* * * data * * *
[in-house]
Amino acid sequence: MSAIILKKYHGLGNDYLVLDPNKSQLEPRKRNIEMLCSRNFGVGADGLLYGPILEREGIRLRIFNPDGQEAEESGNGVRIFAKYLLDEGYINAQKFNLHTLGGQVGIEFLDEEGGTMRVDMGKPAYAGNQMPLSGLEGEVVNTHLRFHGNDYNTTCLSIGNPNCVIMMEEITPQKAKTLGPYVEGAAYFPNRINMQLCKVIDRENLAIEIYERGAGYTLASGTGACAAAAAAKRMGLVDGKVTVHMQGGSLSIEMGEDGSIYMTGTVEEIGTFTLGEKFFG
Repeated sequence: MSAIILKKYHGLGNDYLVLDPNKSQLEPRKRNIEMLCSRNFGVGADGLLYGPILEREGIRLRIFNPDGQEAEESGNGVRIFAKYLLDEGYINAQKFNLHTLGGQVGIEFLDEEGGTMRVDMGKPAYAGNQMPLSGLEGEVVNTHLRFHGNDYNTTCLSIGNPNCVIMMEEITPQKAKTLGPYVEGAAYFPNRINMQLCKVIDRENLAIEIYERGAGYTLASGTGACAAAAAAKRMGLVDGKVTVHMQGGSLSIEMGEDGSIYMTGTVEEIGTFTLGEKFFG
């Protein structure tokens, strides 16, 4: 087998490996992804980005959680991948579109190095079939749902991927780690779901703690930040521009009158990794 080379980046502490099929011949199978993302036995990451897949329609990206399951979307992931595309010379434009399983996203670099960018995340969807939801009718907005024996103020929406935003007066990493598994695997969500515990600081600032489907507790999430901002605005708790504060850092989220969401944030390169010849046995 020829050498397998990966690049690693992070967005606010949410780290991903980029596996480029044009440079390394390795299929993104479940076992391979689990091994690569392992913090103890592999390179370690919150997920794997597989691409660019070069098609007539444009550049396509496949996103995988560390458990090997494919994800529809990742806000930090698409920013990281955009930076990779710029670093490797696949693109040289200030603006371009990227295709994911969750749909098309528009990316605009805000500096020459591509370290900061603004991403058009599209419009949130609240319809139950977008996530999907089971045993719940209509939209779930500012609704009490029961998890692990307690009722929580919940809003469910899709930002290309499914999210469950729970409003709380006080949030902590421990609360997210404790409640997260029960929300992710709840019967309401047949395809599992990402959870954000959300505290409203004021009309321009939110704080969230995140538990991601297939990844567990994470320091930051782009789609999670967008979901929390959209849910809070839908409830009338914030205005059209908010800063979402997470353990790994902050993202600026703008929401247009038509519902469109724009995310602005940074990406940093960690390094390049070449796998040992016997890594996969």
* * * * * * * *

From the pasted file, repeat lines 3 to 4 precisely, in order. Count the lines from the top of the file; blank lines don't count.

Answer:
Repeated sequence: MSAIILKKYHGLGNDYLVLDPNKSQLEPRKRNIEMLCSRNFGVGADGLLYGPILEREGIRLRIFNPDGQEAEESGNGVRIFAKYLLDEGYINAQKFNLHTLGGQVGIEFLDEEGGTMRVDMGKPAYAGNQMPLSGLEGEVVNTHLRFHGNDYNTTCLSIGNPNCVIMMEEITPQKAKTLGPYVEGAAYFPNRINMQLCKVIDRENLAIEIYERGAGYTLASGTGACAAAAAAKRMGLVDGKVTVHMQGGSLSIEMGEDGSIYMTGTVEEIGTFTLGEKFFG
């Protein structure tokens, strides 16, 4: 087998490996992804980005959680991948579109190095079939749902991927780690779901703690930040521009009158990794 080379980046502490099929011949199978993302036995990451897949329609990206399951979307992931595309010379434009399983996203670099960018995340969807939801009718907005024996103020929406935003007066990493598994695997969500515990600081600032489907507790999430901002605005708790504060850092989220969401944030390169010849046995 020829050498397998990966690049690693992070967005606010949410780290991903980029596996480029044009440079390394390795299929993104479940076992391979689990091994690569392992913090103890592999390179370690919150997920794997597989691409660019070069098609007539444009550049396509496949996103995988560390458990090997494919994800529809990742806000930090698409920013990281955009930076990779710029670093490797696949693109040289200030603006371009990227295709994911969750749909098309528009990316605009805000500096020459591509370290900061603004991403058009599209419009949130609240319809139950977008996530999907089971045993719940209509939209779930500012609704009490029961998890692990307690009722929580919940809003469910899709930002290309499914999210469950729970409003709380006080949030902590421990609360997210404790409640997260029960929300992710709840019967309401047949395809599992990402959870954000959300505290409203004021009309321009939110704080969230995140538990991601297939990844567990994470320091930051782009789609999670967008979901929390959209849910809070839908409830009338914030205005059209908010800063979402997470353990790994902050993202600026703008929401247009038509519902469109724009995310602005940074990406940093960690390094390049070449796998040992016997890594996969």